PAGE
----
I made a two-tier cake for my dad’s 80th birthday last month. But this post isn’t about how much he loved it (which I’m sure he did, even though crusty, conservative Teochew men like him don’t often express their feelings), or how much my relatives loved it, or how my 23-month-old daughter E wolfed down an entire slice all by herself, this being her very first taste of her mother’s baking (we decided that we’ve deprived her the sinful joys of fat and sugar for long enough).
No, this post is about the miracle of how I even managed to make the cake in the first place.
You’ve been fooled if you think that I stopped baking over the past five months because I’m pregnant and that my apartment was under renovation. Friends, there was actually a more sinister, diabolical force at work – my husband Z.
Let me put it this way. I am married to a man who has turned my pregnancy into an oppressive in-house military camp. Much like how life in the army barracks is governed by an inexplicable set of rules that makes sense only to the sergeant who created them, so is my life ever since Z knocked me up.
Here is Z the Pregnancy Nazi’s edict:
I cannot eat instant noodles or canned soup. Zero nutrition.
I cannot eat sausages. You don’t know what goes into them.
I cannot stand near the microwave oven, let alone eat anything that has been microwaved. He gave me the reason but it was so deep it slid right over my head.
I cannot carry my 11-kg daughter. Too taxing.
I cannot reach my arms up to take anything that is taller than me. I could overstretch.
I must flee at the slightest whiff of cigarette smoke, paint, detergent or fumigation (but strangely, his noxious farts are okay).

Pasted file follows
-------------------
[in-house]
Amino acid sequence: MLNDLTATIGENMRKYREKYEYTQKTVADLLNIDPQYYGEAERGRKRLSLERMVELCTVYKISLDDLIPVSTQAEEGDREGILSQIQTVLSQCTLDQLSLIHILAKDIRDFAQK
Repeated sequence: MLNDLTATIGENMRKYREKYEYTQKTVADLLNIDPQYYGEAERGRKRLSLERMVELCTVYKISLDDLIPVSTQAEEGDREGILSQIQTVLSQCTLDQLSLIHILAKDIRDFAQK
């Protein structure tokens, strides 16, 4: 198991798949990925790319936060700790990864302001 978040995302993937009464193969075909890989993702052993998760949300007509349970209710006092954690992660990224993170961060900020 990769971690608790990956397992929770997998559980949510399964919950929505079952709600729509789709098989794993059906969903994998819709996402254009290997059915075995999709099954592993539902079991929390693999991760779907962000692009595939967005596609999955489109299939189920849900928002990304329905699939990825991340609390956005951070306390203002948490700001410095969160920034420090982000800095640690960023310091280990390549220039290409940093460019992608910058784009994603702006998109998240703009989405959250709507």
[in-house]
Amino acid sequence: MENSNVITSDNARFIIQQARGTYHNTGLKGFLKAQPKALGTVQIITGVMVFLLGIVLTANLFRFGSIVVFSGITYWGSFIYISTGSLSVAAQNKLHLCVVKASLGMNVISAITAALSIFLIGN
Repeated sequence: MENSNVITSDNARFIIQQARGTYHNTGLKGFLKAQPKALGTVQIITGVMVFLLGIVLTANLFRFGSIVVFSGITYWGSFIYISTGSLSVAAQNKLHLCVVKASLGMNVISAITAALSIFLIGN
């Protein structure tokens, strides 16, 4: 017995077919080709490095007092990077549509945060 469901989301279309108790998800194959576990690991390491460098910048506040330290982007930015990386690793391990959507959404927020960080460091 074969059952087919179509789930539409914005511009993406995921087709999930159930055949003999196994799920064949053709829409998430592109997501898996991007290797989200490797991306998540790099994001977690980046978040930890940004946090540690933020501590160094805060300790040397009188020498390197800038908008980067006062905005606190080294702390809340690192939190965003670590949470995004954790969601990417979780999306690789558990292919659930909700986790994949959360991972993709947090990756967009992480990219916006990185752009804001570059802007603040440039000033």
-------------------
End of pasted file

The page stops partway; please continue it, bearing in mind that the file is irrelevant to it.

I cannot shower in the bathtub. I could slip and fall.
Every other day, he will check if I have been faithfully taking my dietary supplements. Every time I eat an apple, or any produce that may have come in contact with pesticides, he asks sternly: “Did you wash it?”
A few weeks ago, in a haze of renovation fever, I returned to my apartment with our maid so she could glue on a piece of laminate in the kitchen. I only supervised; I didn’t do any of the work. But when Z found out that I was actually within sniffing distance of glue for 15 minutes, he refused to talk to me for one full day.
So go ahead, ask me if I’ve been baking. And I’ll roll my eyes and tell you: “And incur the wrath of Lord Z?” No, I have not been baking. Because I don’t want to whisk an egg and have him scold me for potentially breaking my hip, thereby making childbirth more difficult. I have not been baking. Because I don’t want to sift flour only to have him accuse me of triggering premature labour.
But I had a rare reprieve last month as my dad’s birthday approached. He was turning 80, a grand, celebratory milestone by any standard, and I wanted to bake him a cake, something I had never done before. It was a proposition that even Z, a complete softie when it comes to parents and family, could not turn down.
So I baked the butter cakes in my spanking new 90-cm Ariston oven back in my apartment (more about my wonder oven in another post), then completed the frosting (whipped cream with mascarpone cheese) and decorations (strawberries, raspberries and blueberries) at my parents’, where a party for 30 relatives was to be held.
The cake was a hit. Dad’s four grandchildren helped him blow out the candles, and a photo of that moment now serves as wallpaper in his iPod, our birthday gift to him. I’m just glad that Z the Nazi didn’t deny me the pride I now feel for making the cake. Because if he did, I would summon some of this watermelon belly and heavy-artillery papaya boobs to unleash some major Allied forces on him. Ker-pow!